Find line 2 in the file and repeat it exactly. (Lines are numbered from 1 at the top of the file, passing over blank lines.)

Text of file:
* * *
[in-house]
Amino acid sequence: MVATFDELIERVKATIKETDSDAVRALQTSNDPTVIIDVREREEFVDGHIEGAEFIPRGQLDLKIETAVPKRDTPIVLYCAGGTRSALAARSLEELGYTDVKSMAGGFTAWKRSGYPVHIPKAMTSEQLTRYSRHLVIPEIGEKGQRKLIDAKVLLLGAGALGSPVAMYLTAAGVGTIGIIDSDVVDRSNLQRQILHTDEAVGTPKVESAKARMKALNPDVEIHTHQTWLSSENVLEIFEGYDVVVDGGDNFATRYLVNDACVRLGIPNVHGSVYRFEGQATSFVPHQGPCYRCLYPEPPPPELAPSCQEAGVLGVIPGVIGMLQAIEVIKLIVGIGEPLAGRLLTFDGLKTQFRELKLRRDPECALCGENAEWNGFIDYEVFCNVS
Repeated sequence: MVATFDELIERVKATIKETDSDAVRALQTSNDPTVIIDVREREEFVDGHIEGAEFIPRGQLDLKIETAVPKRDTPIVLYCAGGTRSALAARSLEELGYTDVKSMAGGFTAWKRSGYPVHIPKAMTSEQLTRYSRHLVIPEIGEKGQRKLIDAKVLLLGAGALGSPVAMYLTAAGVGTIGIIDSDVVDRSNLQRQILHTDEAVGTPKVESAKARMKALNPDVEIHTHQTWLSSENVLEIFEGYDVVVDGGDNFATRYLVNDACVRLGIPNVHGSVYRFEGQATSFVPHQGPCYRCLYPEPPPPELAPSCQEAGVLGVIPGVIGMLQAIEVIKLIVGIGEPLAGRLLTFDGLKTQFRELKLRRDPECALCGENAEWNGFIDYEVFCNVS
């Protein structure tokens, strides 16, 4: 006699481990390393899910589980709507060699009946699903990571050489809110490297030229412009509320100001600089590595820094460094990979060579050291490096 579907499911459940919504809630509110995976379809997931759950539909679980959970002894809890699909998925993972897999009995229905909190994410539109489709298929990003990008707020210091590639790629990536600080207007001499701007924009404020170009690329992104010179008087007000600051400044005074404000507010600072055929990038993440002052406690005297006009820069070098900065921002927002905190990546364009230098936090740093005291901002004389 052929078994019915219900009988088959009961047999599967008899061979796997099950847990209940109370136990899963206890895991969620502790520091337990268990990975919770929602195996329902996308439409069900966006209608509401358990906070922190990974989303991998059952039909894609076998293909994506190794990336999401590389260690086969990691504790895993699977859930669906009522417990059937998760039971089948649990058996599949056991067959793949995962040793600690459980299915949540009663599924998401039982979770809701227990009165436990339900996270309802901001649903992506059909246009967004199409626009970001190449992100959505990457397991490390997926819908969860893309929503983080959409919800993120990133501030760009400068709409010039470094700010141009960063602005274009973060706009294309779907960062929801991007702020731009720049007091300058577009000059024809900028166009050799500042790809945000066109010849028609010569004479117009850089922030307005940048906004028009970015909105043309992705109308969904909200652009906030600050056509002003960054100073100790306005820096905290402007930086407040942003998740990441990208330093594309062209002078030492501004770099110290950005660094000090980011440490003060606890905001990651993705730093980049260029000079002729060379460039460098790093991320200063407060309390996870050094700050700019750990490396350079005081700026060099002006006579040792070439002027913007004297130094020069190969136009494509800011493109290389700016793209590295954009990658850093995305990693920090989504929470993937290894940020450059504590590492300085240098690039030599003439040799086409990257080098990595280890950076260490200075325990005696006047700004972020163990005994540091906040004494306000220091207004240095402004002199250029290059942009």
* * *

Amino acid sequence: MVATFDELIERVKATIKETDSDAVRALQTSNDPTVIIDVREREEFVDGHIEGAEFIPRGQLDLKIETAVPKRDTPIVLYCAGGTRSALAARSLEELGYTDVKSMAGGFTAWKRSGYPVHIPKAMTSEQLTRYSRHLVIPEIGEKGQRKLIDAKVLLLGAGALGSPVAMYLTAAGVGTIGIIDSDVVDRSNLQRQILHTDEAVGTPKVESAKARMKALNPDVEIHTHQTWLSSENVLEIFEGYDVVVDGGDNFATRYLVNDACVRLGIPNVHGSVYRFEGQATSFVPHQGPCYRCLYPEPPPPELAPSCQEAGVLGVIPGVIGMLQAIEVIKLIVGIGEPLAGRLLTFDGLKTQFRELKLRRDPECALCGENAEWNGFIDYEVFCNVS